Final Year optional modules
You will take 100 credits of optional modules from a range of related topics, typically including:
Video Games (20 credits) – This module reflects on how we understand the political, social and cultural impact of video games, and asks how we might better understand the messages contained within the games themselves. An enthusiasm for playing, talking about and writing about video games is essential to this module.
Nuclear Weapons and Global Politics (20 credits) – This module explores the role of nuclear weapons in global politics. You’ll learn how nuclear weapons have influenced state power and conflict, the role of international institutions and transnational activism. Core concepts you’ll study include deterrence, disarmament, security and terrorism, as well as how nuclear weapons have more broadly shaped our politics and society.
Philosophy of Human Rights (20 credits) – In this module you’ll explore a range of different questions relating to contemporary human rights theory. You’ll have the chance to reflect critically on a legal, political and moral framework – one that’s part of the fabric of the modern world, and a controversial idea in today’s moral and political theory.
Violence and Reconciliation in Africa (20 credits) – The focus of this module is the causes, nature and consequences of violence in Africa. Touching upon race, class, ethnicity, gender, religion and resources, you’ll learn about African statehood, ‘warlord politics’, resource wars and state collapse. You’ll also evaluate current approaches to peace building and justice, as well as international intervention, peacekeeping and the International Criminal Court.
British Foreign Policy (20 credits) – This module focuses primarily on British Foreign Policy after the Second World War. It begins with the theory of foreign policy analysis, with later weeks focussing on regions, relationships and events crucial to the policy. Examples include the Anglo-American relationship, former colonial nations like India and Australia, the Post-War Settlement in Europe and the Cold War.
The Far Right in Europe and Beyond (20 credits) – In this series of seminars you will be able to study one of the most important developments in contemporary European politics, and to see the rise of the radical right in a comparative perspective. You will learn about comparative and general features of the extreme right, the causes of surges in support for these parties, problems in the discussion of the extreme right and the historical context to the main extreme right movements in Europe.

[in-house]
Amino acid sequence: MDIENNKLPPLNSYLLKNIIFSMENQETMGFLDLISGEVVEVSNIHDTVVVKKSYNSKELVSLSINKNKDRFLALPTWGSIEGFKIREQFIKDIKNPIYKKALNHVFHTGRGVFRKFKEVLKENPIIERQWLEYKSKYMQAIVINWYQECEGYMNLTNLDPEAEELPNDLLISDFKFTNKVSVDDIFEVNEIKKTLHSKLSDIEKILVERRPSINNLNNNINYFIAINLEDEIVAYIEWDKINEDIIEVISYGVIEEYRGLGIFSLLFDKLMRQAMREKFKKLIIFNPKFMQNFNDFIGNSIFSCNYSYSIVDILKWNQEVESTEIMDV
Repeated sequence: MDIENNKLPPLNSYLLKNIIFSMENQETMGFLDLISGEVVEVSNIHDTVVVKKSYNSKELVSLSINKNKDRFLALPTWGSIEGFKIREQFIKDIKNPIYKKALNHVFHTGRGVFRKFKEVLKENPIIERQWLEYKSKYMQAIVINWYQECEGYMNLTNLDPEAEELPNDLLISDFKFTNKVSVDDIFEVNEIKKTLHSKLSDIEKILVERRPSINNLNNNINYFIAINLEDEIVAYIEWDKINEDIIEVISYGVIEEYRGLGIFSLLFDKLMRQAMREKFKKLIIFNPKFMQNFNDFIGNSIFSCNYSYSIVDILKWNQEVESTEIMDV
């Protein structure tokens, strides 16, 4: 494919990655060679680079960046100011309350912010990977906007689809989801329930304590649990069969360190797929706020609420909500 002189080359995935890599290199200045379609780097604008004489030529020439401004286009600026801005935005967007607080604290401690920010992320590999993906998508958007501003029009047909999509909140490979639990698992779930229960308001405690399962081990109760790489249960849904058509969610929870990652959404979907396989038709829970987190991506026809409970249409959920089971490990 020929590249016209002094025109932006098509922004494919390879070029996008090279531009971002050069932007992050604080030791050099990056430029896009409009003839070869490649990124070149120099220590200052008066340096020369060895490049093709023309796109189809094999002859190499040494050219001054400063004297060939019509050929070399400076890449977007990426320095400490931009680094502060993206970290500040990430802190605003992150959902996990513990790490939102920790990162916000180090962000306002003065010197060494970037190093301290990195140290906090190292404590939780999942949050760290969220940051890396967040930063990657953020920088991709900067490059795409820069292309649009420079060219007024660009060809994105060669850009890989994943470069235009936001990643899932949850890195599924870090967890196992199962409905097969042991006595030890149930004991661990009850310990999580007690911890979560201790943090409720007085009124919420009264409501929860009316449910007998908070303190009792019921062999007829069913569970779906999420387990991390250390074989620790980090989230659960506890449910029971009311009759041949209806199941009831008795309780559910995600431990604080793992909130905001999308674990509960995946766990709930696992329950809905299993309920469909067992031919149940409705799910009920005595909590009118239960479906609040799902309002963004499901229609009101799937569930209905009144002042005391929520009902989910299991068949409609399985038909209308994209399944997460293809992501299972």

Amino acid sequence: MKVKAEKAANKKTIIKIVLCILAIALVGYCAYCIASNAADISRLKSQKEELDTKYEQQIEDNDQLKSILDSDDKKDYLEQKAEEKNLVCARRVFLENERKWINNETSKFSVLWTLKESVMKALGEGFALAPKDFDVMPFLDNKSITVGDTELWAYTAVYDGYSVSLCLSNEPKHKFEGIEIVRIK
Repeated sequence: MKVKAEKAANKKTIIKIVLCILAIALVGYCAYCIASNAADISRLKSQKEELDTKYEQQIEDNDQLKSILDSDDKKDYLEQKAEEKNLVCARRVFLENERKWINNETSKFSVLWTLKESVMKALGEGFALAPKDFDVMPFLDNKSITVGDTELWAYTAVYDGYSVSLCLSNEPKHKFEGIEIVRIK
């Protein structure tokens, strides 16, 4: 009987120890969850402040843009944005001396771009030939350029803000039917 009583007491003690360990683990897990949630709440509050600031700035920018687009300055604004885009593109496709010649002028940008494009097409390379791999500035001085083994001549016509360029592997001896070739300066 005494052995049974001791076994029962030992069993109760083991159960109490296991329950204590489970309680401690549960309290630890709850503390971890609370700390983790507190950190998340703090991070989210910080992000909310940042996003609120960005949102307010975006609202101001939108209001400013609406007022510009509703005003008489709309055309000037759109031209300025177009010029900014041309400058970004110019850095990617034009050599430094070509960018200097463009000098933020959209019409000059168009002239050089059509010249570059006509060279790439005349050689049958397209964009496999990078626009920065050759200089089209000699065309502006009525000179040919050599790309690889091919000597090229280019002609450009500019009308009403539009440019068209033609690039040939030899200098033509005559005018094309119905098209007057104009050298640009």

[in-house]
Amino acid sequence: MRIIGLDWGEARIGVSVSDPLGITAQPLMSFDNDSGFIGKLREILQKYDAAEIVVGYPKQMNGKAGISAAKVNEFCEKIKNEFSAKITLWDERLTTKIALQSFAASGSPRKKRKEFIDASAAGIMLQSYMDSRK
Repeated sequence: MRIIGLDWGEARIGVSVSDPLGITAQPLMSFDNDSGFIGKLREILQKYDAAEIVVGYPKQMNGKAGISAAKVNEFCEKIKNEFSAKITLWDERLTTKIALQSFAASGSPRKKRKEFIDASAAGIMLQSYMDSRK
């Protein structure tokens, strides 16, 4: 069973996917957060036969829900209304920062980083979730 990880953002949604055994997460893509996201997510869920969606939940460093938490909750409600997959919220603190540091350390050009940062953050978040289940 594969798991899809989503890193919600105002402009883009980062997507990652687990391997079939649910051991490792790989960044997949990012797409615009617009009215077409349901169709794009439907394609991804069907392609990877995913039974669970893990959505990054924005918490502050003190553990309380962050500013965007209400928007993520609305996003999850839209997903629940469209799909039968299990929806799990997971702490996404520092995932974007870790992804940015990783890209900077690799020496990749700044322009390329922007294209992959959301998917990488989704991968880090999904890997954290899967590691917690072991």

Radical Political Ideas (20 credits) – This is an opportunity to explore some of politics’ more radical ideas, challenging received ways of thinking. You’ll discuss the meaning of politics and what it means to be a political subject, as well as ideas of inclusion, identity, the self and freedom. Other topics for your consideration include what political subjects we give power, as well as what is made marginal or prohibited.
Politics of National Identity in the UK (20 credits) – This module explores national identity in the UK, encouraging you to consider how it interacts with issues of governance, party politics and public policy. The module examines the relationship between the UK’s constituent nations, and identity’s relation to culture, political ideology and immigration. It also considers the future of the United Kingdom, and how the politics of identity will play out in the decade to come.
Gender and Security in Global Politics (20 credits) – This module offers a feminist, decolonised and intersectional perspective on security, violence and war. You’ll come to understand the key concepts around gender, sex and race in international security, explore gender-based violence, and how the intersection of gender, sex and race shapes our response to violence and war.
Terrorism (20 credits) – You’ll use this module to receive a deeper understanding of terrorism. Subjects explored include why people engage in terrorism, the threat it poses, and how it can be countered and prevented. You’ll come to understand the terrorist life cycle, as well as cases, concepts and debates surrounding the idea.